Wednesday, January 16, 2013 - 10:52AM GMT | Kim Drever
Hi Martin - I see that you actually are asking questions about a couple of different topics. With respect to the Northern Living Allowance, you do not reside in the North, thus are not eligible for the allowance. This is not an allowance for people travelling into remote work sites and living in camps, but for people that have made their home in Northern communities. Your questions on the allowances for travel (which are not part of the Northern Living Allowance Travel benefits) are more complex, and I suggest you see your accountant on what you can claim, as it will depends on the facts of your case. For instance, if the allowance is for travel it will be taxable, but if for board & lodging and travel (which it does not appear to be as they provide you the camp), there may be exemption for special work sites if you meed the conditions. Please note, your employer is not obligated to pay any of your travel costs from your home in PEI to Fort McMurray.
Friday, February 15, 2013 - 09:45AM GMT | Jennifer
Thank you for all of this information! I have a quick question about my eligibility for the allowance. I was working as a teacher (paying rent in a single residence) in Zone B last year from January 24 - June 30. It's not quite a full 6 months so I wasn't sure if I was eligible, do you know if CRA look at exact dates or if they go by calendar months? Thanks!
Friday, February 15, 2013 - 10:27AM GMT | Kim Drever
Thanks for your question Jennifer. Unfortunately, in order to be eligible for the Northern Residents Deduction, it is necessary to live in the prescribed zone for a period of six consecutive months. Since you were not in the prescribed zone for six consecutive months, you would not be eligible for the deduction. January 24 - June 30 is not six consecutive months, but 5 consecutive months plus 6 days.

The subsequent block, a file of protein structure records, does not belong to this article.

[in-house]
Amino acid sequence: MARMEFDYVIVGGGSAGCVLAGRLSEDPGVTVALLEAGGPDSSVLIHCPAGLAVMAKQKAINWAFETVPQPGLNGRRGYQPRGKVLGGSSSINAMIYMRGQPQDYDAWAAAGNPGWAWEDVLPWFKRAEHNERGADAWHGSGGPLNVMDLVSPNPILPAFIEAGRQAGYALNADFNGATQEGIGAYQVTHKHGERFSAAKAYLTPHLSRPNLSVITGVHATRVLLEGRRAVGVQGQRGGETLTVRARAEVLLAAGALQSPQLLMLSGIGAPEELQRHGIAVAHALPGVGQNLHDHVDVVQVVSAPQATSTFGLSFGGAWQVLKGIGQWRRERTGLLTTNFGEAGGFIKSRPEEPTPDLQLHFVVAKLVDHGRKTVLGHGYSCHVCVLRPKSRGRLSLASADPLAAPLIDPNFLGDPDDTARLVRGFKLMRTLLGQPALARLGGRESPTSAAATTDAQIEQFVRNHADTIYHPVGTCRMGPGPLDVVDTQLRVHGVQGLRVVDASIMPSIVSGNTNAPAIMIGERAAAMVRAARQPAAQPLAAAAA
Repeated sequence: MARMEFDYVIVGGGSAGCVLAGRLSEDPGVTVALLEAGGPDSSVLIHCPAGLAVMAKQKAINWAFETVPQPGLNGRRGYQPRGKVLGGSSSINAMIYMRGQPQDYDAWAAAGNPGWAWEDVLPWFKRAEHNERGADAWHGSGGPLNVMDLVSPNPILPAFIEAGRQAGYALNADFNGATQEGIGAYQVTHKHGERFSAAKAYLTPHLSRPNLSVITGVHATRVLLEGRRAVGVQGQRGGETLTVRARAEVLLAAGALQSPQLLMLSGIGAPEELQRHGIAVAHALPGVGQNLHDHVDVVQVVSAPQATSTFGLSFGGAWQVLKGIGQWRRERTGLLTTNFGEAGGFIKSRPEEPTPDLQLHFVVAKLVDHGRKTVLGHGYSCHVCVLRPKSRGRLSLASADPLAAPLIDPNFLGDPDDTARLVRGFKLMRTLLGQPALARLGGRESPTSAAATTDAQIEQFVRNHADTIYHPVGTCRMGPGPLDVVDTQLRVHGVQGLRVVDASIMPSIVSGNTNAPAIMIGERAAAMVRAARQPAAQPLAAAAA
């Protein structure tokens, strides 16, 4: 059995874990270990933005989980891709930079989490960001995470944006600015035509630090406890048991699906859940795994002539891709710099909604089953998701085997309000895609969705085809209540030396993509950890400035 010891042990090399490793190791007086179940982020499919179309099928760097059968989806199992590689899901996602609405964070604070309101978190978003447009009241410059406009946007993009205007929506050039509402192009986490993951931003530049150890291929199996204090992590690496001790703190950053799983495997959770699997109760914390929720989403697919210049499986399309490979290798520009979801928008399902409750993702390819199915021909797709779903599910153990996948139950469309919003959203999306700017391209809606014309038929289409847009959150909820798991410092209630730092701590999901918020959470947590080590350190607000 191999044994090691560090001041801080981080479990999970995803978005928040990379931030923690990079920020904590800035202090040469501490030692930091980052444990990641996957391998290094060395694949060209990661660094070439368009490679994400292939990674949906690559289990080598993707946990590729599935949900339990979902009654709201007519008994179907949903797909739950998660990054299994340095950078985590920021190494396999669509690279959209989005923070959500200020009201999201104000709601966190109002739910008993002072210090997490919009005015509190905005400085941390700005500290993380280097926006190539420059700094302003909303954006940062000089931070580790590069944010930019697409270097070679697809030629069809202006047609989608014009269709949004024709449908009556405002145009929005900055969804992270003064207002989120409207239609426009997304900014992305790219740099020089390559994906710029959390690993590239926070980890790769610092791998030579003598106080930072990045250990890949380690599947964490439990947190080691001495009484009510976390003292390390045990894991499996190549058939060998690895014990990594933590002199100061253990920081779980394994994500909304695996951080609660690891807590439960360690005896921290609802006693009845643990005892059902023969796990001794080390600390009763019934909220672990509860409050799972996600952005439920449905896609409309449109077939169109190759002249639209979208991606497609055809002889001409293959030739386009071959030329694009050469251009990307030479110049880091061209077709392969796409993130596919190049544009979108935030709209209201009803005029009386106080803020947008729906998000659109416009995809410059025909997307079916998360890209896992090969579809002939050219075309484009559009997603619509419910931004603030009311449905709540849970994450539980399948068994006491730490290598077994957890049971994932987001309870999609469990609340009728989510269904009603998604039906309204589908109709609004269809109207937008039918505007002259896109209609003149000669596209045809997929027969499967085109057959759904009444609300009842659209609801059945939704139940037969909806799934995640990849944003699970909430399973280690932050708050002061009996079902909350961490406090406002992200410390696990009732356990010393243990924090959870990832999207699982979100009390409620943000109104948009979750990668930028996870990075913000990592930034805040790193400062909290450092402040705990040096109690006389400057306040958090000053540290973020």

Friday, February 15, 2013 - 02:31PM GMT | Melissa
I would just like some information regarding lowest possible airfare. Since we did not fly, we don't have a intinerary with cost etc. for our trips we will be deducting. Can you please tell me what amount is considered appropriate right now for lowest airfare in 2012 from Grande Prairie to Edmonton and also from Grande Prairie to Calgary? Thanks.
Friday, February 15, 2013 - 09:09PM GMT | Matt
Hi, I work and live in Nunavut and receive a Norther Living Allownace on top of my base salary. Is the Northern Living Allowance considered or partially considered to be a taxable travel benefit? The reason for the question is to determine my eligability for the northern travel deduction. If in fact it was considered a travel benefit, would it then be reported on box 32 of my T4? Thanks!
Tuesday, February 19, 2013 - 10:33AM GMT | Kim Drever
Hi Melissa In Grande Prairie, your nearest designated city is Edmonton. As such, the return flights to Edmonton are the amounts that you will have to consider (not Calgary). Since you did not keep a printout of the lowest return airfare for Westjet and Air Canada to Edmonton for the dates of your travel, you will have to use an estimated amount. If I were you, I would check the internet for return flight prices and print them out to support the amount that you are claiming. While this is not accurate for the dates of your travel, this will provide an estimate that is reasonable for your claim. The CRA will have amounts they are considering reasonable based on their research, but I do not have access to their numbers. The CRA may disagree with the number you use and re-assess your claim using their researched flight prices.